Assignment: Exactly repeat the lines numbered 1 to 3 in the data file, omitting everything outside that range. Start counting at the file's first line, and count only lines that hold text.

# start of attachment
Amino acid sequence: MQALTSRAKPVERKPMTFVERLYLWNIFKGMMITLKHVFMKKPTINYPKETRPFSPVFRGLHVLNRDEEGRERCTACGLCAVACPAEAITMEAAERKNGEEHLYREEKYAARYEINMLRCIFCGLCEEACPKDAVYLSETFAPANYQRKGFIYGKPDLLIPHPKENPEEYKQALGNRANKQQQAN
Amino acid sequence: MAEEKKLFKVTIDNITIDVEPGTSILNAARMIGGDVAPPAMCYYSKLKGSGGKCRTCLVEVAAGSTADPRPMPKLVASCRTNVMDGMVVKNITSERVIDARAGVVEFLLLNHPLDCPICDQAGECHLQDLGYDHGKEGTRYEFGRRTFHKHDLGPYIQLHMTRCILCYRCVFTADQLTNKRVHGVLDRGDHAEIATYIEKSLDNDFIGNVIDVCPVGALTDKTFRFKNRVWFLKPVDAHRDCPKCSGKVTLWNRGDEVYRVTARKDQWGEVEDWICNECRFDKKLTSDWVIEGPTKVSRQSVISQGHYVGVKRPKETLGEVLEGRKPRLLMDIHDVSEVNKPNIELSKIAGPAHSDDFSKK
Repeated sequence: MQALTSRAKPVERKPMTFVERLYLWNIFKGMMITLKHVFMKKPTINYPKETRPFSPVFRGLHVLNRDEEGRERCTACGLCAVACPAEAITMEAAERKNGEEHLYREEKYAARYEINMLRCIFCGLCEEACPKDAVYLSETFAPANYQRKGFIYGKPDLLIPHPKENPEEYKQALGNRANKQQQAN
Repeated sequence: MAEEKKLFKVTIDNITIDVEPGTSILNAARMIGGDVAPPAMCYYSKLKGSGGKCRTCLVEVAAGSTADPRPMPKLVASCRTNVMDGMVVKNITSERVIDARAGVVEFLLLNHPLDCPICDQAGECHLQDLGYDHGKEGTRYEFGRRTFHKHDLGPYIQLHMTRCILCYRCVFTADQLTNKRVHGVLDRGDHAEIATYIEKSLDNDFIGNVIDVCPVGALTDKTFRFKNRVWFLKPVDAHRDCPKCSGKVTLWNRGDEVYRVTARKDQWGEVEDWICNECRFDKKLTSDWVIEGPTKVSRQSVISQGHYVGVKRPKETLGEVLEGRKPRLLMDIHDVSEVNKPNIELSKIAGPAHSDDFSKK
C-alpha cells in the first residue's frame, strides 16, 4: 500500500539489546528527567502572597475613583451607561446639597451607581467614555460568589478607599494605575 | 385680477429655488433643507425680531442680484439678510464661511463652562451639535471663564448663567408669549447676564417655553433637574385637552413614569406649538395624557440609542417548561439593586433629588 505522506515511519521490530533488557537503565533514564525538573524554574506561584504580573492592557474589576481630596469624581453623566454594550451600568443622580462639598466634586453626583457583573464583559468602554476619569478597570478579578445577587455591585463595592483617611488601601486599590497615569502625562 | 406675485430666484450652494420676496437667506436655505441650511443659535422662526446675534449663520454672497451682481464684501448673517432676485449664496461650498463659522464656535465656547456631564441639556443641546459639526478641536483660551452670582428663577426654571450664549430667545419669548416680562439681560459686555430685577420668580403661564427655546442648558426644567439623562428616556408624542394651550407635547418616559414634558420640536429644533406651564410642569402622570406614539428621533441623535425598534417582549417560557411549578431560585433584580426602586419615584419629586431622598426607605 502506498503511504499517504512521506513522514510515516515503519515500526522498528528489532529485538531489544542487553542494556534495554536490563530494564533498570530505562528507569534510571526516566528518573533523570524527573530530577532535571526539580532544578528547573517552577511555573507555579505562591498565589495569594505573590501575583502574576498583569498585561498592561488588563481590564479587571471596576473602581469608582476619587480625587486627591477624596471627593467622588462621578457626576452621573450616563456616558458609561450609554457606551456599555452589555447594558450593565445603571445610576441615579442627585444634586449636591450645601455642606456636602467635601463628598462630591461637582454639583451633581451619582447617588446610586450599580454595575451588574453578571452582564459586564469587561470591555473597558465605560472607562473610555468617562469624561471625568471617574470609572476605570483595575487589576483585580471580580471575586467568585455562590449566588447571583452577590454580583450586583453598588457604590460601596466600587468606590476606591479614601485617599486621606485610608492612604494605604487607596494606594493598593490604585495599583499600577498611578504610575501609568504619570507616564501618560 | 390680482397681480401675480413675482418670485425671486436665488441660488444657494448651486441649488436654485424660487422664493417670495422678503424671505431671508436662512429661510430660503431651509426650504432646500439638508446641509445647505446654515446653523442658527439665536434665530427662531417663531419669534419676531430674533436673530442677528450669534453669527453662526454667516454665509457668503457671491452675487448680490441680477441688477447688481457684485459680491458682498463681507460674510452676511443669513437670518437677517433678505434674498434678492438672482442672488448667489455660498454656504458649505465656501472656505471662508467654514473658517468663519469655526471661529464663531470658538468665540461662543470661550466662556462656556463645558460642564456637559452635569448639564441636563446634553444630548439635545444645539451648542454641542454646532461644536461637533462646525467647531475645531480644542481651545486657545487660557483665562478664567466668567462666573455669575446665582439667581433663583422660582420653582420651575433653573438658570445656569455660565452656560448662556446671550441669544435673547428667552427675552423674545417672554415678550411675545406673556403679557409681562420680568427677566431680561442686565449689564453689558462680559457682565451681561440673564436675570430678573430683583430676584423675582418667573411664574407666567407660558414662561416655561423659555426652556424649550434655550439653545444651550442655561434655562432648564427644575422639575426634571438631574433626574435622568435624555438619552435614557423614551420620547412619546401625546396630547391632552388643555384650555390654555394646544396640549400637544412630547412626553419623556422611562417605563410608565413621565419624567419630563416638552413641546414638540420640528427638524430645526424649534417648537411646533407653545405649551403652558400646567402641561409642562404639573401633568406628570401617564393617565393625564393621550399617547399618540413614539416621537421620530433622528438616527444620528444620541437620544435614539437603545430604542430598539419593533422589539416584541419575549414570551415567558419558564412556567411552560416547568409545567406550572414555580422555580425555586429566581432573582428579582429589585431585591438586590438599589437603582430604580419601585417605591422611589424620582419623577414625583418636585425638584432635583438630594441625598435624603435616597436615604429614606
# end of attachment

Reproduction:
Amino acid sequence: MQALTSRAKPVERKPMTFVERLYLWNIFKGMMITLKHVFMKKPTINYPKETRPFSPVFRGLHVLNRDEEGRERCTACGLCAVACPAEAITMEAAERKNGEEHLYREEKYAARYEINMLRCIFCGLCEEACPKDAVYLSETFAPANYQRKGFIYGKPDLLIPHPKENPEEYKQALGNRANKQQQAN
Amino acid sequence: MAEEKKLFKVTIDNITIDVEPGTSILNAARMIGGDVAPPAMCYYSKLKGSGGKCRTCLVEVAAGSTADPRPMPKLVASCRTNVMDGMVVKNITSERVIDARAGVVEFLLLNHPLDCPICDQAGECHLQDLGYDHGKEGTRYEFGRRTFHKHDLGPYIQLHMTRCILCYRCVFTADQLTNKRVHGVLDRGDHAEIATYIEKSLDNDFIGNVIDVCPVGALTDKTFRFKNRVWFLKPVDAHRDCPKCSGKVTLWNRGDEVYRVTARKDQWGEVEDWICNECRFDKKLTSDWVIEGPTKVSRQSVISQGHYVGVKRPKETLGEVLEGRKPRLLMDIHDVSEVNKPNIELSKIAGPAHSDDFSKK
Repeated sequence: MQALTSRAKPVERKPMTFVERLYLWNIFKGMMITLKHVFMKKPTINYPKETRPFSPVFRGLHVLNRDEEGRERCTACGLCAVACPAEAITMEAAERKNGEEHLYREEKYAARYEINMLRCIFCGLCEEACPKDAVYLSETFAPANYQRKGFIYGKPDLLIPHPKENPEEYKQALGNRANKQQQAN